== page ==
Best known for the short story “The Lady? or, The Tiger?” Stockton was a very prolific writer, churning out history, novels, travelogues, and humor, often incorporating all of the above into one work.
His was a warm and well-mannered voice, with a sense of irony similar to James Thurber’s, in my opinion.
I’ve reproduced four collections of short stories here, line-edited and scanning errors removed. I encourage you to visit his page at Gutenberg.org to explore further, and please tell me if you come across anything that I ought to add here.
A adventure of elves, fairies and giants, told in five longer stories. Stockton leaps, so to speak, from one point of view to the other with ease.
Stockton turns his hand to Children’s whimsey.
The Prince has no kingdom to be prince of (hence the term “floating”), and decides to create one by enlisting the people he meets on his travels. Naturally, he ends up with a wild assortment of individuals– fairies and giants, schoolboys and shepherds, philosophers and clam rakers. The stories in this book explicate the adventures of many of these various members of his retinue — what we now might call “in the universe of the Floating Prince. ”
Read the title story online
The Lady? Or the Tiger? Published 1884
Besides the eponymous puzzle-story, this book has comedic ghosts, humorous writers, funny artists, kindly and romantic businessmen, folksy hunters and fishermen and some epistolary advice one would be well-advised to ignore. Oh, and a shipwreck!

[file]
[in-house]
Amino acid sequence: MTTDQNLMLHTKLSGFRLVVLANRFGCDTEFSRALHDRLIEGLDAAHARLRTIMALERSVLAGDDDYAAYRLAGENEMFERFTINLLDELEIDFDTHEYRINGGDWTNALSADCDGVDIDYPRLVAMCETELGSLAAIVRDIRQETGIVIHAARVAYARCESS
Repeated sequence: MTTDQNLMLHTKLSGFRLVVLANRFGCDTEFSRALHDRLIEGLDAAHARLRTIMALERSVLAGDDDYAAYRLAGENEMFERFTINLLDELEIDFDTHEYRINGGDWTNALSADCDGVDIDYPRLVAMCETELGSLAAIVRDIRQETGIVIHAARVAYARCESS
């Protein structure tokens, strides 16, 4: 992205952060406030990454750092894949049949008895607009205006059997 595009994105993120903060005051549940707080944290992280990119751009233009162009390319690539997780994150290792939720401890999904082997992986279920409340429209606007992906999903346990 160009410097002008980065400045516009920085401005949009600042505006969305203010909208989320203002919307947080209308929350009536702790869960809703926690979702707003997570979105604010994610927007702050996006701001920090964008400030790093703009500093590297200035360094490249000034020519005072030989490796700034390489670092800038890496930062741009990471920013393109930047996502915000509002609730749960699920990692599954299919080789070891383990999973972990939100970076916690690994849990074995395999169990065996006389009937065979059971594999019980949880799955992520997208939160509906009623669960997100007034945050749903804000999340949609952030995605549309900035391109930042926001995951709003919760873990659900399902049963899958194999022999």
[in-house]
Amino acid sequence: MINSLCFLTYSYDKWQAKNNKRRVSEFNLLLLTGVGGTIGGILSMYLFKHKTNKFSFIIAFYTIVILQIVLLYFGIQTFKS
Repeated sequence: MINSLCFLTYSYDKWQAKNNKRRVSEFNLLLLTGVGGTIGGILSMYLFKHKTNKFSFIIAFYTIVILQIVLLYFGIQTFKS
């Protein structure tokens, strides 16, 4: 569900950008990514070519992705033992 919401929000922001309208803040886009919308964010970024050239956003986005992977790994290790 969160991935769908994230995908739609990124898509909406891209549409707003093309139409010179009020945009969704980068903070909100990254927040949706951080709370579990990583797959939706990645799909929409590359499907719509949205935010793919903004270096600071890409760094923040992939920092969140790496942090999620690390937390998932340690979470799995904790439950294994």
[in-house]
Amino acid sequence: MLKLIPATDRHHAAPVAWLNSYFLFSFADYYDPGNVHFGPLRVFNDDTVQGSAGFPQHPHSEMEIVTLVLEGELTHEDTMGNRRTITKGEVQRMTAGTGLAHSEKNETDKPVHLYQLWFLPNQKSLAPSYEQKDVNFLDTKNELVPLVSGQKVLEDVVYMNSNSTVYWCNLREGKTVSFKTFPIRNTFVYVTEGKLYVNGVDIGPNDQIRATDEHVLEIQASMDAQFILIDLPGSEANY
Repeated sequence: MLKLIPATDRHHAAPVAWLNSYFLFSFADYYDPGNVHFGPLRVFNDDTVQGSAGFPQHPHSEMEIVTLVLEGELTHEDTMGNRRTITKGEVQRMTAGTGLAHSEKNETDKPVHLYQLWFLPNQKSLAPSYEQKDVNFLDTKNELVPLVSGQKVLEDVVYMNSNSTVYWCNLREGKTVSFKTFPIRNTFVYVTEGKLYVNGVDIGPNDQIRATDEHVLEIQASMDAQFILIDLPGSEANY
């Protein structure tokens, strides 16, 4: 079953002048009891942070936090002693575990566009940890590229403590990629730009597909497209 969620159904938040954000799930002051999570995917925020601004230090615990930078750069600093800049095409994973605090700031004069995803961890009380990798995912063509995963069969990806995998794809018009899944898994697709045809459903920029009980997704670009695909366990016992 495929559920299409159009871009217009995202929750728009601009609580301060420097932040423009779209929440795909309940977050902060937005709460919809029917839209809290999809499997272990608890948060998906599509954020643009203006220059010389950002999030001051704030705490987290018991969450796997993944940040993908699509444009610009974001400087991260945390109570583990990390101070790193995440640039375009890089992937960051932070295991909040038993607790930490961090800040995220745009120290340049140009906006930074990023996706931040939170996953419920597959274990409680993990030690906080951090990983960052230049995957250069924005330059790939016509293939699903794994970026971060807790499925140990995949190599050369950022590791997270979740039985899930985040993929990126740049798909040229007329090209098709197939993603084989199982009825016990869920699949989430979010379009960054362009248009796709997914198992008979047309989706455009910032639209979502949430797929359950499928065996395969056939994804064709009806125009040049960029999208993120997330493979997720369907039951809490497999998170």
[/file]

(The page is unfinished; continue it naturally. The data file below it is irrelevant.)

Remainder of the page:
I laughed out loud repeatedly as I edited this book.
The dialect story “That same old ‘Coon” contains a racial slur we do our best to avoid, these one hundred and thirty years later. Finding not one single occasion where it was necessary, I allowed myself lese-editè and altered the text. In the interests of historical preservation, of course, the un-bowdlerised version is available on request.
One day, a Junior Wizard tells the Bee-Man that he wasn’t always a wizened little old man who lives on honey and in the company of thousands of golden insects. In fact, he has been transformed– but from what, the young man can’t say, for his studies are not yet that advanced, and the Bee-Man sets off to find his true form. Will he succeed?
(Spoiler; of course he will!)
In other stories, a Griffin descends on a small town and attaches himself to a Minor Canon, willy-nilly;
A sweet Dryad cares deeply about an old man and his even older mother;
A Merchant Captain is delayed in getting home for Christmas– there’s so much to do out on the open sea!
Stockton’s whimsey is matured and finely honed in these stories.